Q: Where are you “from?”
A: I was born in New Orleans, Louisiana in Southern Baptist Hospital and to a residence on lovely Versailles Boulevard. My father was a medical student graduating that spring from Louisiana State University. During my childhood I lived in Woodbury, New Jersey; Corpus Christi, Texas; and graduated from high school in Greenville, Texas. I adored Woodbury and Corpus Christi but felt Greenville was not for me. I left right after high school.
My family heritage includes northern Louisiana farming. My maternal grandmother’s family owned and farmed lands in the Red River bottoms around Plain Dealing, Louisiana, Shreveport and Bossier. Sadly, those farms are now residential subdivisions.
My paternal grandparents farmed in Jonesboro, Louisiana. Family farming operations for both sides of the family also included North Carolina and Virginia, since the first American settlers in Jamestown. I’ve moved around so much as part of my “good American” life that New Orleans feels most like home, to me. It is my history. I do enjoy Jamestown very much now, near my present home. I feel a real connection there.
Philadelphia feels like a second home. That is where I was during Hurricane Katrina, despite being scheduled to be at Hotel Monteleone for some writing in New Orleans during the storm. I lived in Center City, Fairmount and East Falls neighborhoods of Philly and consider it to be my Yankee city. Watching “Parking Wars” Philadelphia episodes calls me home, ha! The Philadelphia Art Museum is my dream residence. If I could just live there among the art, among some of my favorite paintings, sculptures and the incredible Medieval armor, I would in a second.
Q: In the film, you talk about your patriotism. Can you tell us about that?
A: This is a “loaded” question because it makes me so emotional. My patriotism is at the very heart of my victimization and made the cuts I experienced through bureaucratic red tape and law enforcement rejection seem even more painful. I’ve always been quietly patriotic, believing in my country based upon first-hand experience as a Navy doctor’s daughter during the Vietnam Era.
I remember the pride in holding my father’s Navy dress white officer’s cap in my hands, as well as the pride in holding a 1776-1976 silver dollar. I’ve never been someone to run around shouting, “USA” loudly or waving flags at parades. But I have carried my country so closely in my heart, in my own way. I felt like my country’s child, even more than I felt like a person’s child. I felt parented by laws, rights and conscience.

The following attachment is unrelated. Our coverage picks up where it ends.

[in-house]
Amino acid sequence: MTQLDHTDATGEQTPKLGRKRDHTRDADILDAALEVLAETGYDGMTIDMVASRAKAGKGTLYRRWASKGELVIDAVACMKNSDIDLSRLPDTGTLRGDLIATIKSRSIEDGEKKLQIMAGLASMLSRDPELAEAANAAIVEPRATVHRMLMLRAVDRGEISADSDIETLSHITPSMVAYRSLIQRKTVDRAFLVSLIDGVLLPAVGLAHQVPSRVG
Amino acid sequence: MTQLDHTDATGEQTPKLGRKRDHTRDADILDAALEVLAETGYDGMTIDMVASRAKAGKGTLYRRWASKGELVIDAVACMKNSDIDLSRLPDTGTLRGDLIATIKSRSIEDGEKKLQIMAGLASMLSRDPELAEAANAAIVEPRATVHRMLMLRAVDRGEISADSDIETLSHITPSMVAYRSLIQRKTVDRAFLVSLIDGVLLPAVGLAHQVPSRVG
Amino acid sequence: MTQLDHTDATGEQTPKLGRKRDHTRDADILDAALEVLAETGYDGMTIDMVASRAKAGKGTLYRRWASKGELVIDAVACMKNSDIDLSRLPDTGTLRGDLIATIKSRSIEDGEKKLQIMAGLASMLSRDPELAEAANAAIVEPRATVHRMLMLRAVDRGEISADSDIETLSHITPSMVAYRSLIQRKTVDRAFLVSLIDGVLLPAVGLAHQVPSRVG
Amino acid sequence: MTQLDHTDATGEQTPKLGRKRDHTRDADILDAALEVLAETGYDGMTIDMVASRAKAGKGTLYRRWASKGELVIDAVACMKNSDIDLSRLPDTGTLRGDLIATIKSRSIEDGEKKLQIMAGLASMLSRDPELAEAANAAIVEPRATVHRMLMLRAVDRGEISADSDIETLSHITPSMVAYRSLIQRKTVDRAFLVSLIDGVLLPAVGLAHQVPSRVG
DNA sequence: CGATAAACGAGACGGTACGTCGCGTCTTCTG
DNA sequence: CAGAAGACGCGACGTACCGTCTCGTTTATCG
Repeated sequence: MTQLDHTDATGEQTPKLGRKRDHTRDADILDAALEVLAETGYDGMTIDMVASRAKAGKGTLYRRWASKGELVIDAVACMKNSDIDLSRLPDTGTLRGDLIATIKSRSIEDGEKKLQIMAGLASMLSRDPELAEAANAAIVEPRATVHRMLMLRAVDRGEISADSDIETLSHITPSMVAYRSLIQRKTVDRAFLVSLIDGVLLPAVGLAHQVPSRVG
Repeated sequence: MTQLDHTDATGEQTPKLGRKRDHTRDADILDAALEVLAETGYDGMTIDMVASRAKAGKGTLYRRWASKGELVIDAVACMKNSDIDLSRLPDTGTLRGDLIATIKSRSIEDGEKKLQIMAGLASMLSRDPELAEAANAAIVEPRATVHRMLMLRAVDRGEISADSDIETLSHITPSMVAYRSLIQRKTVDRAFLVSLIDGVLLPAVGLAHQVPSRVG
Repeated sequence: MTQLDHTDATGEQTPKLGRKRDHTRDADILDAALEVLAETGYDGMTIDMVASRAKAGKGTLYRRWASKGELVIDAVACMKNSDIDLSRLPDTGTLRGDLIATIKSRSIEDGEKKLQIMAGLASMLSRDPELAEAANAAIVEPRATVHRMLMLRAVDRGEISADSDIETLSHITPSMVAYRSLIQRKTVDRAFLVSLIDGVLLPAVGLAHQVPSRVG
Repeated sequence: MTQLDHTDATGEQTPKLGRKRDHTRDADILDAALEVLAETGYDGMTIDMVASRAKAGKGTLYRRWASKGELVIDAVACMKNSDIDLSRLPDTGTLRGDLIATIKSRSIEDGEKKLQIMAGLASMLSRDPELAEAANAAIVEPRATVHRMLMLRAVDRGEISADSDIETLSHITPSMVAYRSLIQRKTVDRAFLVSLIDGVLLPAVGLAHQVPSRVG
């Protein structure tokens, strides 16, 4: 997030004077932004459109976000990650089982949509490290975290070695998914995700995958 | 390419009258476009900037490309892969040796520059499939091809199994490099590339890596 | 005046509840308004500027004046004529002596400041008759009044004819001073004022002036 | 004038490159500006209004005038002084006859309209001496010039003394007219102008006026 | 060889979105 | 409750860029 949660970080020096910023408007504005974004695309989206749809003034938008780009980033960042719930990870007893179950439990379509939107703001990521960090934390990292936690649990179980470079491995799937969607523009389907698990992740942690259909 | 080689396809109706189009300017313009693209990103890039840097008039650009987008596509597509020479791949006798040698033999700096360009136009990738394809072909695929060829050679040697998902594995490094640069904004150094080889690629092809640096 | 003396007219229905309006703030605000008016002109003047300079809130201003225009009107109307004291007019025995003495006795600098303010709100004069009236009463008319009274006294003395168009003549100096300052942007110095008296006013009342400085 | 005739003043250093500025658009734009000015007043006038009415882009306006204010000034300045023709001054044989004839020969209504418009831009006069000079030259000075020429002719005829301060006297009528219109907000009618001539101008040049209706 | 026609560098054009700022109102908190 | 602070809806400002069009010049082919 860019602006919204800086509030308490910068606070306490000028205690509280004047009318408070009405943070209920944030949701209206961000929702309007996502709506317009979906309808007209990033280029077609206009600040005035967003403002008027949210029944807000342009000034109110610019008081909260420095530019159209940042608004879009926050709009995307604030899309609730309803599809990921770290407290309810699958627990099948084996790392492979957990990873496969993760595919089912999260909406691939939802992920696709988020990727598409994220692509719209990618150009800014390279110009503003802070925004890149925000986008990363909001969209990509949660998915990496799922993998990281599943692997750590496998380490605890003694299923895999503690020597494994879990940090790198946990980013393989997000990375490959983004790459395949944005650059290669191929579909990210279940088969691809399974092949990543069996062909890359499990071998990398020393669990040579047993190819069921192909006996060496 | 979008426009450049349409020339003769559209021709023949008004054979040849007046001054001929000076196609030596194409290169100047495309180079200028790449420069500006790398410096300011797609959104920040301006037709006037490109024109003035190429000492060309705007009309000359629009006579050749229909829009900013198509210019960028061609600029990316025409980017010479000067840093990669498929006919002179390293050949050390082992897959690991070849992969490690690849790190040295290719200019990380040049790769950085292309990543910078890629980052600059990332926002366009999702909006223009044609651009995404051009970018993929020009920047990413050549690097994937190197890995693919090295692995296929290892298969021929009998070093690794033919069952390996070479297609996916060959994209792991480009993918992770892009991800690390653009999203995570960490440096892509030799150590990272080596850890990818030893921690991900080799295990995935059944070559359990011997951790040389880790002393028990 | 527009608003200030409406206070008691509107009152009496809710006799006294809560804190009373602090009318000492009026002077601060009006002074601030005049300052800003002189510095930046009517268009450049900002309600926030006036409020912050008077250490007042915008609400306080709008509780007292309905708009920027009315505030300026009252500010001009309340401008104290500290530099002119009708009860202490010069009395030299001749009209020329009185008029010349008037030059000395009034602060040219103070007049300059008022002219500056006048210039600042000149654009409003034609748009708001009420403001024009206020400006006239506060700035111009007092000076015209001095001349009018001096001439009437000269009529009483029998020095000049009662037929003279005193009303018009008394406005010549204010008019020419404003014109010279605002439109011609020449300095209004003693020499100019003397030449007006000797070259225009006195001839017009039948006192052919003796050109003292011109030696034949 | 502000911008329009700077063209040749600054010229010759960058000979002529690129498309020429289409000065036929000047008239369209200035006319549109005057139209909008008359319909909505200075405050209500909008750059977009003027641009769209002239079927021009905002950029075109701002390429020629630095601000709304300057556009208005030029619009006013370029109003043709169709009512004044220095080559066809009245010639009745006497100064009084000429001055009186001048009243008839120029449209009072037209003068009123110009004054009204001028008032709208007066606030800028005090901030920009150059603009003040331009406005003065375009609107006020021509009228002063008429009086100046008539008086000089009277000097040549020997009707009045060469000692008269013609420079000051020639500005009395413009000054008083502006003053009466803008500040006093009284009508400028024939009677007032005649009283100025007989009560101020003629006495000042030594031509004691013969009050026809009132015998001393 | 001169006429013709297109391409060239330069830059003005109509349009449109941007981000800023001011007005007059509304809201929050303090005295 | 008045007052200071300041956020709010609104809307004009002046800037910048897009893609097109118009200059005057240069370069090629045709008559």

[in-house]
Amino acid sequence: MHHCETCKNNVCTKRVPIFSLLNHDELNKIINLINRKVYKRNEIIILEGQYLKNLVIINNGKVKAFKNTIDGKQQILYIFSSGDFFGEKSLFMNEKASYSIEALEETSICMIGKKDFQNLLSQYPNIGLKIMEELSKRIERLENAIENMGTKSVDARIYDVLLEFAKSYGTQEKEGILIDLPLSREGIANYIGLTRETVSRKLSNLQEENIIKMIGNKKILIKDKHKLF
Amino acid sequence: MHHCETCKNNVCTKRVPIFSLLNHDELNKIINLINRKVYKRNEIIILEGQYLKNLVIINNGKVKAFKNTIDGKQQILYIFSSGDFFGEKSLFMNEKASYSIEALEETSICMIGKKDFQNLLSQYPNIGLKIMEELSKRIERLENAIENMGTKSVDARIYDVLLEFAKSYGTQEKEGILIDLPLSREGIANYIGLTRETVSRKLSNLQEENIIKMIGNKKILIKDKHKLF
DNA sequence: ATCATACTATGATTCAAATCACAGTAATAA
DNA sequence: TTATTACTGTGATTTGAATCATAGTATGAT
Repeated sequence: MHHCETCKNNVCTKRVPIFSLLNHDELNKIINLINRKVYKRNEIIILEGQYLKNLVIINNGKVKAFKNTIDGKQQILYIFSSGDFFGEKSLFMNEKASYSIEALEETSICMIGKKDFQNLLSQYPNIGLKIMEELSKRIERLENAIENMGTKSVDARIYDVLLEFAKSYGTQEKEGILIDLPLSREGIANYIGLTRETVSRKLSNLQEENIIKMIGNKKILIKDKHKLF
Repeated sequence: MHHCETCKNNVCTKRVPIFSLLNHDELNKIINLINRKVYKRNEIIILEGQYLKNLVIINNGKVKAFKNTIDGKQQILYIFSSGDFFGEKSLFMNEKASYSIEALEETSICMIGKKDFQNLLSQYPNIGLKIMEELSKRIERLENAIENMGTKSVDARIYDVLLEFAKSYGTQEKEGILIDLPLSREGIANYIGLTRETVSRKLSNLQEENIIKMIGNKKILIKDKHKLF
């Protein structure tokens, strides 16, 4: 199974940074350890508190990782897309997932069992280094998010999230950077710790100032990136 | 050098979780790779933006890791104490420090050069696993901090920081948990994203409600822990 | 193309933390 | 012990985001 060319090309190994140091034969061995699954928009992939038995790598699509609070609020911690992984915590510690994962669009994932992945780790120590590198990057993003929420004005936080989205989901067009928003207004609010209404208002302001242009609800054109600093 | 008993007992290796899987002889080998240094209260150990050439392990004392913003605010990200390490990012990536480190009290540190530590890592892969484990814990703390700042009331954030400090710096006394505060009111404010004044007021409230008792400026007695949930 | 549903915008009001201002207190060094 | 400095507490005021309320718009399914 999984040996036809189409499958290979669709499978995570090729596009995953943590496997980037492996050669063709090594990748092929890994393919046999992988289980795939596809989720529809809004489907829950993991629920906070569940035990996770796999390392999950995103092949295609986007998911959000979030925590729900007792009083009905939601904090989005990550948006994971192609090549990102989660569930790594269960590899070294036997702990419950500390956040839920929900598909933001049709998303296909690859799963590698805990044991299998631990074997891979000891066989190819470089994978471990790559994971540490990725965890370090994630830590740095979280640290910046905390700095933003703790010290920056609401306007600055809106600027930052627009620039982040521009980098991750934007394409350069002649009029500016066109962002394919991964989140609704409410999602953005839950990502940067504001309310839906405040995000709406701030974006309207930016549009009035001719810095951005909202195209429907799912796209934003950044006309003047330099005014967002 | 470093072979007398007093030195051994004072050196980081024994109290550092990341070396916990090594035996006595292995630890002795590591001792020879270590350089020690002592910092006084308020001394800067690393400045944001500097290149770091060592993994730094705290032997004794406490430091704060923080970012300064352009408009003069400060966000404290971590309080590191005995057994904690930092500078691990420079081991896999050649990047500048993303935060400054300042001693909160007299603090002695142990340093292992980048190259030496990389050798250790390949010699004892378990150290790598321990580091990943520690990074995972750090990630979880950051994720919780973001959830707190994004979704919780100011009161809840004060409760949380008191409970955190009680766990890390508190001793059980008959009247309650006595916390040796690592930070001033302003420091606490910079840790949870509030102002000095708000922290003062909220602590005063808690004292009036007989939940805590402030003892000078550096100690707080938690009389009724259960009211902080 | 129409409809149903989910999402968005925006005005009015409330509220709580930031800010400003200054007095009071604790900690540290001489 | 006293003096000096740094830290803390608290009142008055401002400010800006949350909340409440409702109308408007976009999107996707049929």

All of this patriotism was solidified during my 14 years as an Air Force wife. I lived overseas during the first Gulf War and in Alaska for over four years. I remember the special procedures we had to follow in Europe, including bomb searches under our vehicles and other stepped-up security as part of daily life. I recall the sadness of Germans thumbing their noses at us, as we drove by in our “United States” license-plated vehicle.
I remember just being terribly alone, having babies, taking care of babies, shoveling two family vehicles out of major snowfall in sub-zero temperatures while holding an infant and trying to stay the course with my college classes. I was terribly unhappy, but I felt it was important to be strong, stay the course despite struggles and present a good image for my country. I always thought that being a good American was important because America takes care of its citizens.
Sadly, I learned the hard way that – when it comes down to it – individual Americans really do not matter. Help doesn’t arrive in the form of horseback posse. That only happens when a whole village is being threatened, not when a few fair maidens are lost to an egotistical gunslinger with a brass star on his vest.
My eyes are sadly opened to the reality of America now. But America is the lesser of the evils. America has just forgotten that our citizens matter above all else. Without individual citizens, there is no tax revenue, economic growth, voting turnout or military might. One plus one, plus one, plus one…that is how you build strength. The “one” matters.